Quarterly Review

A Multi-Faceted Transition is Underway

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2022 represents an important turning point for a variety of economic and capital market assumptions, posing new challenges for investors to consider in the year(s) ahead. Higher inflation and interest rates, lower global growth, and an active Federal Reserve combined to produce elevated market volatility in the first quarter of 2022. Indeed, recession risks are on the rise for Europe, with the U.S. growth outlook increasingly in question. Equity investors are sure to closely watch 1Q earnings commentary to assess the early impact of war-driven disruptions on company-specific fundamental trends.

In contrast to the recent Covid 19 experience, the Federal Reserve is unlikely to reduce interest rates to offset any near-term U.S. growth concerns. In attempting to combat elevated inflationary pressure, the Federal Reserve and other global central bankers plan a series of interest rate increases extending into 2023. It is only a matter of how far, how fast, and how long these actions will persist. While these intended actions are known and to a degree priced into capital market prices, historically, higher volatility accompanies a lift in interest rates.

In this period of heightened uncertainty, investors are indicating a preference for participation in companies with a history of strong cash flows, dividend growth characteristics and operating resilience through an economic cycle. A commitment to higher quality equities with strong profiles remains a consistent hallmark of
Bahl & Gaynor’s investment philosophy.

We believe that Reliable Income = Reliable Outcome®.

The Intersection of Geopolitical Events with the Capital Markets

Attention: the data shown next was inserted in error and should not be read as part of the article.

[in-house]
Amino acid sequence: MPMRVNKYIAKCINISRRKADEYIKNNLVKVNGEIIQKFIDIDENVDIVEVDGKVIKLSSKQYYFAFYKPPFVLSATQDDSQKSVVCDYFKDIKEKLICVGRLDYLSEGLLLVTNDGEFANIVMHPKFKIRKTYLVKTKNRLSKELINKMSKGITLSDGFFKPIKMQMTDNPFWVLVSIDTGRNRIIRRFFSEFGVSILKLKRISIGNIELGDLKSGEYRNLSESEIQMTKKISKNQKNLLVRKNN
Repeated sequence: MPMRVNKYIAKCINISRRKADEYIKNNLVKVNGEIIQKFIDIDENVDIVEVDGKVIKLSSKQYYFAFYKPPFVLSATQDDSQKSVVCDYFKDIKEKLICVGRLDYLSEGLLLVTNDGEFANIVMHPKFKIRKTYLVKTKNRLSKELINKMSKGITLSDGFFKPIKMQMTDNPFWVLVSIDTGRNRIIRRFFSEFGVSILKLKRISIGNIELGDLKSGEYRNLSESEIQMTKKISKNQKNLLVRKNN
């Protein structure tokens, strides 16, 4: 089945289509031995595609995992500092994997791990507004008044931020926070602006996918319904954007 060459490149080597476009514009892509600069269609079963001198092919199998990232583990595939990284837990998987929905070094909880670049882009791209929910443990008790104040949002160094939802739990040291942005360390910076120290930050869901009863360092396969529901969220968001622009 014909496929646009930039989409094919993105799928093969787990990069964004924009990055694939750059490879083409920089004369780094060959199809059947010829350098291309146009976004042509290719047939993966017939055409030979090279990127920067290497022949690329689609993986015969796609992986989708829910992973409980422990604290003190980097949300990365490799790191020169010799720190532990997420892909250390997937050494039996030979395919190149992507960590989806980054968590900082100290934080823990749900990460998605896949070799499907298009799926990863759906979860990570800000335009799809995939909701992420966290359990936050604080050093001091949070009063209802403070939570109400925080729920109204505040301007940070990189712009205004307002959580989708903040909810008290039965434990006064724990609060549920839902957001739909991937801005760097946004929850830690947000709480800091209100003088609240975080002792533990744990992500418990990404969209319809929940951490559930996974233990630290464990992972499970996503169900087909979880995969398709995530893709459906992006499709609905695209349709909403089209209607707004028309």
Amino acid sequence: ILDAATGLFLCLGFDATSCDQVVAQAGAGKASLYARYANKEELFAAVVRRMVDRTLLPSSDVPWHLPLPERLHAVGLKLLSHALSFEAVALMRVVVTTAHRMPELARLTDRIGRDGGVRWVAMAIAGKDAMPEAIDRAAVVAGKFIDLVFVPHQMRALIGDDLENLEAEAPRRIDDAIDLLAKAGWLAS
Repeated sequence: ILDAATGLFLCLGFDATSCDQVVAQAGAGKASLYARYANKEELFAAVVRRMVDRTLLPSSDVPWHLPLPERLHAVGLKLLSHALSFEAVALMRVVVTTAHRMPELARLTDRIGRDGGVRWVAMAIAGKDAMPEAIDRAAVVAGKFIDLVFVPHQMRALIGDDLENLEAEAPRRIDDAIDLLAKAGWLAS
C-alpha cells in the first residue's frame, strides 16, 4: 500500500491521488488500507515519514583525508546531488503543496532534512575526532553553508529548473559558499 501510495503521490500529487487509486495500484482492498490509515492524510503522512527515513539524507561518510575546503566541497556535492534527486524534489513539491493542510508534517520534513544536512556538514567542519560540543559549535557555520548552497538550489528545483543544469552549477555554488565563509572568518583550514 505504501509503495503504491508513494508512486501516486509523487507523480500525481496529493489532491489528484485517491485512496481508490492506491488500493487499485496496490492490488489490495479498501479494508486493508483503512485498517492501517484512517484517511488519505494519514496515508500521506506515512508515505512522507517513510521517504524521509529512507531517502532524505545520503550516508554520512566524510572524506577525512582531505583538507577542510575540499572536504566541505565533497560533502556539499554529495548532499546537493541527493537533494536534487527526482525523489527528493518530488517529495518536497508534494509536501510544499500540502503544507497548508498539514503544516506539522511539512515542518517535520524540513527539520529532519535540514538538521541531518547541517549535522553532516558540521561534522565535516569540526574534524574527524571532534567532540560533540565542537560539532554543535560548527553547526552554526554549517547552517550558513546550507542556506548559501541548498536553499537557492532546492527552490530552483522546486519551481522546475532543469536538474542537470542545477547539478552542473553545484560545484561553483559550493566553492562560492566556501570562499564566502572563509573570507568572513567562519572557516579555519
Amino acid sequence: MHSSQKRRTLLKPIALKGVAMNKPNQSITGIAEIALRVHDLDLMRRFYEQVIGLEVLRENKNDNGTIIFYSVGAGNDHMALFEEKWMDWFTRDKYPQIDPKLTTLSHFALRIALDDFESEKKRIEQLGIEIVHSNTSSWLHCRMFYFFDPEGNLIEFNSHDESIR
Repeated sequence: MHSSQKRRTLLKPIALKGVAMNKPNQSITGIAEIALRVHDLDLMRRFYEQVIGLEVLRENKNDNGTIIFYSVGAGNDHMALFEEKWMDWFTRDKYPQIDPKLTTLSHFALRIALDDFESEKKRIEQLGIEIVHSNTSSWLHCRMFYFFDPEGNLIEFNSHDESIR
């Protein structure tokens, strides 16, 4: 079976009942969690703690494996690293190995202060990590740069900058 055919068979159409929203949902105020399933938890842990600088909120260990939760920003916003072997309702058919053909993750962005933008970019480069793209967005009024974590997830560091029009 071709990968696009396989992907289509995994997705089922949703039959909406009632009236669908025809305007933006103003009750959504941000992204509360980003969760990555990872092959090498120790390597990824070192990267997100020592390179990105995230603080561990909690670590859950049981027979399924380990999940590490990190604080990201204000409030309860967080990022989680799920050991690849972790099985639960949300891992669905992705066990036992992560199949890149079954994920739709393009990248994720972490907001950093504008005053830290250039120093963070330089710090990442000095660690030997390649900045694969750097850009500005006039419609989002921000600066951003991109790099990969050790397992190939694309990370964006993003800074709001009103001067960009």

The military actions of early 2022 are intensifying and extending the supply shocks and logistical delays evident in the pandemic period. The OECD (Organization for Economic Cooperation) estimates global growth will be 1.1% lower and inflation 2.5% higher solely due to the Russian-Ukrainian war. While the direct revenue exposure of the S&P 500’s revenues attributable to Russia aggregate to approximately 1%, revenue exposure linked to Europe is much greater at 14% of the total. Not surprisingly, mid-March readings show a notable decline in demand from this important export partner. The S&P 500’s revenue exposure to China (7%) is also a slowdown risk as this geography is currently under pressure due to Covid-related lock downs. Accordingly, it is increasingly possible that lower foreign derived company revenues and margins will pressure full year 2022 S&P 500 earnings estimates. Additionally, while the U.S. economy continues to report a variety of credible signs of strength, higher energy costs and supply constraints remain powerful offsets to first quarter operating profitability for selected domestic companies.

Apart from immediate events, it appears that Russian aggression will trigger higher defense budgets in Europe, a focus on global energy security and a renewed emphasis on semiconductor manufacturing capacity in the U.S. Additional geopolitical shifts influencing future global economic relationships are possible as China’s and Saudi Arabia’s roles are yet unknown and perhaps not fully sympathetic to U.S. interests. While we are hopeful for a near term diplomatic solution, the full economic impact of war in Ukraine cannot be determined at this time. Coupled with a reshuffling of global political alliances, sustained supply disruptions of key strategic materials and elevated rates of inflation appear to be solid assumptions over the full year 2022 period.

Just the Basics: Consumers Facing Higher Food, Shelter, and Energy Costs

The February Consumer Price Index increased 7.9% year over year, a 40-year high, as a continued mismatch between strong demand and war-driven circumstances intensify prior Covid-driven supply shocks.